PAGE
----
AnneOnCollege.net

Learning something new every day!

About Me...

In June 2007 I decided to look into returning to school for my Bachelor's degree. I had been managing okay with my Associate's degree, but the idea of moving back home [South Florida] without more education under my belt was not so appealing. By the end of July I had started my first class. Two years later I am five classes away from completing that degree and my oldest child is about to start her college journey. View my complete profile

About This Blog...

With this blog I hope to share some of what I have learned through my experiences as an online student and now, mom of a college student. Here you will find great scholarships, student deals, and other information to help with your voyage into higher education. Happy Studying!

Education Investment Planner

Sallie Mae has a free tool available for those wanting to know how much money it is going to take to get that degree. It answers the following four questions:

  1. How much might college really cost?
  2. Is there a way to compare costs from different schools?
  3. What will my student loan payment be after I graduate?
  4. What are the different ways I can pay for school?

Did you know when I started pursuing my degree at Keiser University I did not know how much it was going to cost? I had a vague idea, sure. All in all, I estimate the cost of my returning to school to be $25,000, not including books. When I am finished I will have taken 30 classes with an average book cost of $100, paid out of pocket (not through loans).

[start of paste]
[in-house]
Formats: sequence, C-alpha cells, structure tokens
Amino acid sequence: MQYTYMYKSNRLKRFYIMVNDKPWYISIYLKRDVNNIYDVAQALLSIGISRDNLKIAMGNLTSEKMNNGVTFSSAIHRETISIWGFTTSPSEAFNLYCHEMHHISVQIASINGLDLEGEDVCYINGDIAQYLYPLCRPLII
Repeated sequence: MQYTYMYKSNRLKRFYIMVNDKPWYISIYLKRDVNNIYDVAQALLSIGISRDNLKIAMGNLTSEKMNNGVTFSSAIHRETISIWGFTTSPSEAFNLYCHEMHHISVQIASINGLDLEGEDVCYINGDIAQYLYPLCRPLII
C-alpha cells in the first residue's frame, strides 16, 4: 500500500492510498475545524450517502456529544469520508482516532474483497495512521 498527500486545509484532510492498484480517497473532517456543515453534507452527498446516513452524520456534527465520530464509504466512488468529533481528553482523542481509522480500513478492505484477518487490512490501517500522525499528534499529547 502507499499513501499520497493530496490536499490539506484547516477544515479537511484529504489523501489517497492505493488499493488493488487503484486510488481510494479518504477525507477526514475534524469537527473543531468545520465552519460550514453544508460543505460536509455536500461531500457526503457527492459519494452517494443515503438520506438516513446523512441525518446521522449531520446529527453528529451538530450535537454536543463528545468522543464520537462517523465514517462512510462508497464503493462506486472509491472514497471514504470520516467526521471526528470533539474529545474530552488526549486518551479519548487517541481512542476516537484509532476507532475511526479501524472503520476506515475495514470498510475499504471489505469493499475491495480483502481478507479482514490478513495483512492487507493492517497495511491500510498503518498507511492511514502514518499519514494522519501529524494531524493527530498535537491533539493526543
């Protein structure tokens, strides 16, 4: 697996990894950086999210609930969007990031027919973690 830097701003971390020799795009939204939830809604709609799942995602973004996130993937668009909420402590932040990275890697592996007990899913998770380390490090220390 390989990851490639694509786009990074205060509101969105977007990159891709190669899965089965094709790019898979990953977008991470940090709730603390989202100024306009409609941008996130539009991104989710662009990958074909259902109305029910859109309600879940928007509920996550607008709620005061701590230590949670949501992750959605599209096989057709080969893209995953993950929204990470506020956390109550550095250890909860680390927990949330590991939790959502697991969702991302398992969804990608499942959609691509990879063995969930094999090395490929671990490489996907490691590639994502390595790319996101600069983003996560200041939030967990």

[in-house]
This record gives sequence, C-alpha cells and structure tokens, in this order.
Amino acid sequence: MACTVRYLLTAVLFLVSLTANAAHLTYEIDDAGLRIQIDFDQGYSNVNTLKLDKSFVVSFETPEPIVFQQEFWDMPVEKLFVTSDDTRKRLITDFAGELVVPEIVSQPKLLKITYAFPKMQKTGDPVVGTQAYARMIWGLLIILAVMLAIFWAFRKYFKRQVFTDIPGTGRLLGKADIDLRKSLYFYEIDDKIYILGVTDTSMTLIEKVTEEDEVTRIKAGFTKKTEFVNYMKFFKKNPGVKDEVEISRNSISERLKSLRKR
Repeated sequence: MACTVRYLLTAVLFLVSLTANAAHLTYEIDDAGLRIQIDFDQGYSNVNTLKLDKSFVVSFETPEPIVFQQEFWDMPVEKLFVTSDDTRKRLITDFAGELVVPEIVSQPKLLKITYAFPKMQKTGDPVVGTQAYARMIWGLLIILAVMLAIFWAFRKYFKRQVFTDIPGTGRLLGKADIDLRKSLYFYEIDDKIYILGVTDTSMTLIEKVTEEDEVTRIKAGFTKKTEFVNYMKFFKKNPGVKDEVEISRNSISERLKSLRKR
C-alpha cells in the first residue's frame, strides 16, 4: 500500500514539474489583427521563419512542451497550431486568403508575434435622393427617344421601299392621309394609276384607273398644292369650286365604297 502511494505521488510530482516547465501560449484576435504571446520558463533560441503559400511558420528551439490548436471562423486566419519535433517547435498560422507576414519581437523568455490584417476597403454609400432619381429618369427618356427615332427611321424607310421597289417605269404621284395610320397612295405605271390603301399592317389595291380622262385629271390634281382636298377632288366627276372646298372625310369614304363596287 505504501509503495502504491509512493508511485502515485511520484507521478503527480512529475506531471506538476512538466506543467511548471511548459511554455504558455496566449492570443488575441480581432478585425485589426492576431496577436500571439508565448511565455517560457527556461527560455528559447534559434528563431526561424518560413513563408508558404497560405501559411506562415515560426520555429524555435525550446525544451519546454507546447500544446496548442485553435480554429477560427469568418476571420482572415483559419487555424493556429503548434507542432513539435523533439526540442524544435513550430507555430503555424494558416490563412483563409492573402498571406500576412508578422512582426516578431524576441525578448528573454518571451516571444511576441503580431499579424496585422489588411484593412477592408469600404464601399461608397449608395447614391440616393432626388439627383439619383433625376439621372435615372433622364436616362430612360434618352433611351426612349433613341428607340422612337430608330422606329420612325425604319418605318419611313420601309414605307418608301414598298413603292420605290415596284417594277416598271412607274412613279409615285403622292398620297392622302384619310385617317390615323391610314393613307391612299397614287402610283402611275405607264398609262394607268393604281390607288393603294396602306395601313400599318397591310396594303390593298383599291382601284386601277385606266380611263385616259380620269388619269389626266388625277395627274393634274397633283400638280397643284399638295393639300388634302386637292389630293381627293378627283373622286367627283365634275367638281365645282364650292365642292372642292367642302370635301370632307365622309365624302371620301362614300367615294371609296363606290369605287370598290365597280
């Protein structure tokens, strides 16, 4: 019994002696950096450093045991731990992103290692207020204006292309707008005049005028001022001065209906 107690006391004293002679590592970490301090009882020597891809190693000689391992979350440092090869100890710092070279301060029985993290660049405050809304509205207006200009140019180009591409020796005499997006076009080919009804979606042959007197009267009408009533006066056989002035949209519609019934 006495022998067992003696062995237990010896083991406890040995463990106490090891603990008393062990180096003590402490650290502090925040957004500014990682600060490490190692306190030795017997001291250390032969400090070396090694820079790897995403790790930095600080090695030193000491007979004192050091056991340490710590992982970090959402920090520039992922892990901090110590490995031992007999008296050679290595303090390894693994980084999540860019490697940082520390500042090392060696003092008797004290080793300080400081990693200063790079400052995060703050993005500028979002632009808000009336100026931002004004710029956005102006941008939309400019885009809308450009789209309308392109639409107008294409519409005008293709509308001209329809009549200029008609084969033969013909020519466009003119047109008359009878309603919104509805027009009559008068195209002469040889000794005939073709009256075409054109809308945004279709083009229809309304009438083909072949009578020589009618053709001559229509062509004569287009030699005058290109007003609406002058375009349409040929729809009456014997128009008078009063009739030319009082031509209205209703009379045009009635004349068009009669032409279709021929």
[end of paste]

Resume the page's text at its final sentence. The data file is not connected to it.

In-state versus out-of-state; local versus going away. It costs almost three times as much to attend an out-of-state school. My daughter did not apply to her first choice school due to the expense. Room and board plus a meal plan really adds to the cost of an education as well. If you have a college nearby, then save some money by living at home instead on in the dorm.

Many schools are seeing a decrease in enrollment. What does this mean for you? It could mean you have a better chance of getting into your first choice. But, it most likely means you will be paying more for your education. With the drop in students, colleges and universities are looking to make up this lost income through higher tuition. The good news is there are plenty of ways to fund your education.

With Sallie Mae's education investment planner you can estimate costs at over 5,500 colleges and graduate schools for every year in school. Then you can build and save plans to compare costs. Forecast monthly loan payments for after you graduate. And explore the many funding options: savings, scholarships, grants, student loans.

When you sign up (remember, this is a free service) you are automatically entered in Sallie Mae's $1,000 monthly drawing.
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